On my shelf rests the familiar carton, in rectangular repose, next to a woebegone carrot.
In the still quiet of the kitchen, like the morning after a wind storm, I crack two over a bowl. Twin sunsets in a clear pool. In moments like these, my hands move slowly. I cook the eggs over the lowest heat, stirring often. A yellow soufflé arrives.
It’s a tender love between the overwhelmed and soft scrambled eggs. I eat them in bed with a spoon. I feel this great swelling at the touch of comfort.
You see, if I’m to explain being 23, I must address the egg.
I must illustrate the idling through produce, the letting my eyes linger on the chanterelles. Turning the raw almond butter over and over again in my hands, as though I’m handling a relic. Staring blankly at the local bulk granola.
Eventually, the food-stamped realist in me deposits herself in front of the chilled case—it’s where I knew I’d end up. I wanted the sprouted nuts and the lavender salt…the local honey, artisanal popcorn. Instead, the egg cooler.
I find myself and others in love with the fact that we have no idea what we are going to do, that we have no idea what we are doing.
We bring it up at coffee and potlucks. It’s like a baby blanket or an absolution, a way to cover up a true aspiration or something said satirically. It is said, agreed upon, and then collectively shrugged off: “But I have no idea what the hell I’m doing.”
The statement, like an umbrella, to the realization, like a storm—it’s all up to you now. The decision to quit your job, or move to Panama, or become an OPB member, or go to art school. They are yours and yours only for the making.
But first it’s oil in the cast iron. Green onions and paprika and eggs fried hot and fast.
We want fulfillment and purpose; we want to challenge apathy with action. We hate the man. But it’s expensive to do that. We want to have fun, live comfortably, too. And how about financial independence?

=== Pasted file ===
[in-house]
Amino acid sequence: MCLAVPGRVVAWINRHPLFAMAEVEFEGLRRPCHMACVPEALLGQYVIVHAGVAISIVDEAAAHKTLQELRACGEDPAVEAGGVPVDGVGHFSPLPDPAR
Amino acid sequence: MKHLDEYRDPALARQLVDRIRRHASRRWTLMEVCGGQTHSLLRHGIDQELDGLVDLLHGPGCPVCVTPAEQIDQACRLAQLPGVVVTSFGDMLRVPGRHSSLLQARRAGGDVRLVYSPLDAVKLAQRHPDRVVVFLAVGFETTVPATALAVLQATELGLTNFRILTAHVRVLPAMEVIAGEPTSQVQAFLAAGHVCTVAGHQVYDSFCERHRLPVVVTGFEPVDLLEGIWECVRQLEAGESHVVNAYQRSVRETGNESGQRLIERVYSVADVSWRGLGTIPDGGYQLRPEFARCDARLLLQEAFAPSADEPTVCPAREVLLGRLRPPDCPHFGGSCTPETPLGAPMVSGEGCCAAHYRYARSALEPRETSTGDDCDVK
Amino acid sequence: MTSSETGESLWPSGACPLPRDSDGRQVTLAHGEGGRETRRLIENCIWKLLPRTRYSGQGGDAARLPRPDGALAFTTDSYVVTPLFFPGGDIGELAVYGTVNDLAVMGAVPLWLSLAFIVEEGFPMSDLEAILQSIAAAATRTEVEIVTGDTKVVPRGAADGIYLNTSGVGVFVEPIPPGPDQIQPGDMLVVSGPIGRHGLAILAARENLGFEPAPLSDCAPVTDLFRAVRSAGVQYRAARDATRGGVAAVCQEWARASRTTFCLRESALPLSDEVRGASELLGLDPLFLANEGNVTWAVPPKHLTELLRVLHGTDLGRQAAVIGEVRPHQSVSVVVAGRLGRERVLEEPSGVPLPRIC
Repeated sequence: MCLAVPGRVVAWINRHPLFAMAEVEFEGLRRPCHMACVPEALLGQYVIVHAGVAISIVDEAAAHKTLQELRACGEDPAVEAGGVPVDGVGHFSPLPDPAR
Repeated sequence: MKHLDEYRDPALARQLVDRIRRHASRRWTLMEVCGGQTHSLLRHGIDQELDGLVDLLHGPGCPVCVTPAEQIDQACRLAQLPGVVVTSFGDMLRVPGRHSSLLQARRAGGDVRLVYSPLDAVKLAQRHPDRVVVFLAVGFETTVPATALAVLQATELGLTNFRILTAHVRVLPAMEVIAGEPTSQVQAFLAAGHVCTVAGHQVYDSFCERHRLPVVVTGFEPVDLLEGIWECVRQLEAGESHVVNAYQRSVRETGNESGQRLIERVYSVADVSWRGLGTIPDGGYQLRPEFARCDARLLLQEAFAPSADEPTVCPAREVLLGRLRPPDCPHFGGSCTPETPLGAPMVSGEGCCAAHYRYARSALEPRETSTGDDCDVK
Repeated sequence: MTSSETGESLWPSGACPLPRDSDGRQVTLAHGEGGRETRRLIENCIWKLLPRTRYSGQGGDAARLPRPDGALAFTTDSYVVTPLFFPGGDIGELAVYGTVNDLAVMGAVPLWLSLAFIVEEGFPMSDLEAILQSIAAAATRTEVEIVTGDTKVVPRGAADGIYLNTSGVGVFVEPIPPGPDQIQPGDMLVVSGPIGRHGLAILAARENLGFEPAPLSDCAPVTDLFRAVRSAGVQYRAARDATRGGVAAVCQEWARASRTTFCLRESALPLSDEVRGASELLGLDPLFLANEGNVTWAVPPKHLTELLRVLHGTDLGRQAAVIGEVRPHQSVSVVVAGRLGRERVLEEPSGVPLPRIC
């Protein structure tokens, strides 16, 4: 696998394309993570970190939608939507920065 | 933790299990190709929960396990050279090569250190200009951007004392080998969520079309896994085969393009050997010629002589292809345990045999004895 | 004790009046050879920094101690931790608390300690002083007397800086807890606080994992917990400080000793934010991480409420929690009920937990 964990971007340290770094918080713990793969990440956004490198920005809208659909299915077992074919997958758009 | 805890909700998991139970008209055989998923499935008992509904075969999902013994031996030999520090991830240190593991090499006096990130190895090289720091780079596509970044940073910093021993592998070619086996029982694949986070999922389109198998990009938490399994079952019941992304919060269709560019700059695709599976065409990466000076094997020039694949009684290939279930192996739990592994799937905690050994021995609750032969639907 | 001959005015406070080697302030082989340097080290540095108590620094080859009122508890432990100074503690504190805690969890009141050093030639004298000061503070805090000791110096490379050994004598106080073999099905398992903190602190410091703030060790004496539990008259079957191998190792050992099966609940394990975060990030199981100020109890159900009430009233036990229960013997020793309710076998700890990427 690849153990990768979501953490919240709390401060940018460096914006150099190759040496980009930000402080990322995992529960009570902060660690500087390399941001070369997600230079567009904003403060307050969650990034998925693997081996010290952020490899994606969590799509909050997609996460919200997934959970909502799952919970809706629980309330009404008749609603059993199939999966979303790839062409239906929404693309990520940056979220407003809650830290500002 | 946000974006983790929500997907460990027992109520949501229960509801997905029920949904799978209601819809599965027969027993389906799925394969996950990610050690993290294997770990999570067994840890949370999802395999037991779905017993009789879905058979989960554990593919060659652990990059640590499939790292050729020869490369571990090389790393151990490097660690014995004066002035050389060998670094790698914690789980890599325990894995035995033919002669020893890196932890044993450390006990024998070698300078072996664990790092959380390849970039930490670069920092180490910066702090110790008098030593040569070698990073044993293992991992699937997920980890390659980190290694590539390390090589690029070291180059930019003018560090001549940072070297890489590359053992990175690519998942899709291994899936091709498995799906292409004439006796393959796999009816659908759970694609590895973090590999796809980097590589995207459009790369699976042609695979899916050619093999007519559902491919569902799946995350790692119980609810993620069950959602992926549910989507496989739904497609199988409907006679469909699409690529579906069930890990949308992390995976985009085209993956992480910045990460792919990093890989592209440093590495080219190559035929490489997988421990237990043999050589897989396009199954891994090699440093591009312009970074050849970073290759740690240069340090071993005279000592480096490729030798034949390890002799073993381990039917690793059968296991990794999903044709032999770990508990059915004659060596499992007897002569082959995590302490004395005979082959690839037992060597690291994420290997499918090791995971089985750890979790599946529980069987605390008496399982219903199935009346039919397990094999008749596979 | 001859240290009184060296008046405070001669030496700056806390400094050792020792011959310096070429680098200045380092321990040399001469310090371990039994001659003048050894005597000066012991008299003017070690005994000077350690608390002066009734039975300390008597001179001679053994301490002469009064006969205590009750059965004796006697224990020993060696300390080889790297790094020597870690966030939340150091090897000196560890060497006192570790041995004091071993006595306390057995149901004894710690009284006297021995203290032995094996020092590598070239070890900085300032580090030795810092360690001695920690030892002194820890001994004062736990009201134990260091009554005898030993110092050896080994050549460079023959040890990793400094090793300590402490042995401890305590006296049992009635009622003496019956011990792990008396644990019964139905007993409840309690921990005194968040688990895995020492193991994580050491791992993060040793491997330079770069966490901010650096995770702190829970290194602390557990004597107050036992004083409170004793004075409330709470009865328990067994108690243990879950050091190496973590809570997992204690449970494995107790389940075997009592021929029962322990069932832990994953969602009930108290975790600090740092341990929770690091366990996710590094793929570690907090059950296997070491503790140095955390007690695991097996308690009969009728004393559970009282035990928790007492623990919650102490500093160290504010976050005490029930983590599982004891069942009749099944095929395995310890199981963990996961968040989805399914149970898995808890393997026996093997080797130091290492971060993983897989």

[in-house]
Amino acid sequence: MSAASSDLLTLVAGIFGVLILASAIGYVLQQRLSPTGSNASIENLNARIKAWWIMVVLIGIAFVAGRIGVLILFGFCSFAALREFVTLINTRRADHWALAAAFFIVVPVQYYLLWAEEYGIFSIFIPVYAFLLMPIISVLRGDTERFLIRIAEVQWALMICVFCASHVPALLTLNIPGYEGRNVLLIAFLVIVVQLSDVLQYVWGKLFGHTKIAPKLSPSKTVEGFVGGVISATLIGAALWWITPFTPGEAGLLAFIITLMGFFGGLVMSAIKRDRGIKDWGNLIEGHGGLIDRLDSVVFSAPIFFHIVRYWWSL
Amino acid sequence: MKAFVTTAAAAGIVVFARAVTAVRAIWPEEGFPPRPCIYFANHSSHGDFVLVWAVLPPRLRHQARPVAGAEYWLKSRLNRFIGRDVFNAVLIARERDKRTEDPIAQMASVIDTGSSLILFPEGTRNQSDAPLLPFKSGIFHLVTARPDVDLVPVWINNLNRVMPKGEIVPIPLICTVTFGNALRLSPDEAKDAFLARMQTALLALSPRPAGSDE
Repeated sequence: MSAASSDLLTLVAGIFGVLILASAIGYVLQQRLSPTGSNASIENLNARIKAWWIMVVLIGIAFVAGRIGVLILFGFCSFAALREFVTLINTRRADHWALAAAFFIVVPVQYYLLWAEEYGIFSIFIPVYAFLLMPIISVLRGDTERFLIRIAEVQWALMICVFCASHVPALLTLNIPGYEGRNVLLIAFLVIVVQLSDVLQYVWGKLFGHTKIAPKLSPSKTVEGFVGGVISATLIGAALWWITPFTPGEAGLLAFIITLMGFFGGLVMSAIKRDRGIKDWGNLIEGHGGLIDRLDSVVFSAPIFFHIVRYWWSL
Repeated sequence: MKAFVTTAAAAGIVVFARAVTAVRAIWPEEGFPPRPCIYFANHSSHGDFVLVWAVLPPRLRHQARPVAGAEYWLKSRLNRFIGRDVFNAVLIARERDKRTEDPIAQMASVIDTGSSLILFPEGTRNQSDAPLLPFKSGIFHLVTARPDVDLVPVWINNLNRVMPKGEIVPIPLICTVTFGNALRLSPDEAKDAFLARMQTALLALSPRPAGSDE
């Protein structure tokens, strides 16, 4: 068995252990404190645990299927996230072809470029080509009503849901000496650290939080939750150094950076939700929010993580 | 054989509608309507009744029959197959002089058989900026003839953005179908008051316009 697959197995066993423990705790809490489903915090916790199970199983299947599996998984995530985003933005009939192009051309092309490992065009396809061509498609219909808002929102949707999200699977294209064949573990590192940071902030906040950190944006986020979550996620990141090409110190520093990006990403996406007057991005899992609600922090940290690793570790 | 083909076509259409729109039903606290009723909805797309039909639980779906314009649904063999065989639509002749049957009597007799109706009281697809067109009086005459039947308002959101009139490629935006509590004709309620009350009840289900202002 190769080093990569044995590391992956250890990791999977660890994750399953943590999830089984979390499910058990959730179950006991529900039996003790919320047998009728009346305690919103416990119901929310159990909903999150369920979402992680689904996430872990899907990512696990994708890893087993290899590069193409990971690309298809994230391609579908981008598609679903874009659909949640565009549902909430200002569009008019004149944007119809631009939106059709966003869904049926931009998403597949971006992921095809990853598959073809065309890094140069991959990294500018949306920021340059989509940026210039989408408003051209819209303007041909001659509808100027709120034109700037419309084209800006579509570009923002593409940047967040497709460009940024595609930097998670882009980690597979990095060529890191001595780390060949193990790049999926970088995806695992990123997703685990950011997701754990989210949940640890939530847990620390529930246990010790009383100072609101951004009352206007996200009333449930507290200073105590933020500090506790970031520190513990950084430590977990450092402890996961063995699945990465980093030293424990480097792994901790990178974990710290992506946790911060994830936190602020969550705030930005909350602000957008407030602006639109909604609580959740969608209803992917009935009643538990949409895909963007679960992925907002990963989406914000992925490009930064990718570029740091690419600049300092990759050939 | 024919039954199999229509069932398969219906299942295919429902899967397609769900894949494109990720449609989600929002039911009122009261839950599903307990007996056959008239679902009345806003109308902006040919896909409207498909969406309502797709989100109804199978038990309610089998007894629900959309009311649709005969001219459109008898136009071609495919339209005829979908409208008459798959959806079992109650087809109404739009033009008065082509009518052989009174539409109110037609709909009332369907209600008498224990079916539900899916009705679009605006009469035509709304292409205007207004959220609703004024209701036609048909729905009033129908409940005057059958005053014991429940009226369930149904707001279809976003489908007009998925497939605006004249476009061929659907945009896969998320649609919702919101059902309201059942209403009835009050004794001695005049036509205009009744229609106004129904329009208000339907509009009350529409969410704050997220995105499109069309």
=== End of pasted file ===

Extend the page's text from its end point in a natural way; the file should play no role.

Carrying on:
How about it soft boiled? With spicy brown mustard.
I hold teary-eyed friends who, like me, just can’t decide. I issue the same tired aphorisms that I myself have trouble believing. I focus on this hot, dense need for stability. I have thousands of ideas for what that looks like.
Eating to quell the unanswerable is nothing new. And eating eggs is hardly confined to those born in the 90s.
I’ve found however, that when done right, an egg is like an antidote to certain pangs of becoming. Eggs are the opposite of the unanswerable—affordable, accessible, finite, full of protein. You must make your mind up on one thing, and that is if you want a runny yolk.
That melancholy girl in front of the egg cooler is ogling the new and jarring terrain of adulthood, where what’s clear is that responsibility’s what’s for dinner. But you can have it poached, if you please.
What I mean to say is that eggs are pragmatic. Orbs of sensibility. Yet they radiate another reality of my young, privileged contemporaries. That of choice—often shattering. Expansive, I think, if you allow it to be so.
Impossibly encased within these white or speckled brown packages, lives joy and comfort. Responsibility and freedom and delight – raw and viscous in the years of the egg.
So, we learn. We get our two clogged feet under us and we make what practical decisions we can. We buy eggs. We feel the burden of choice some days. Other days it’s roomy, hopeful. We make the eggs how we want to make them and make them a different way tomorrow. We eat. And that part, at the very least, feels good.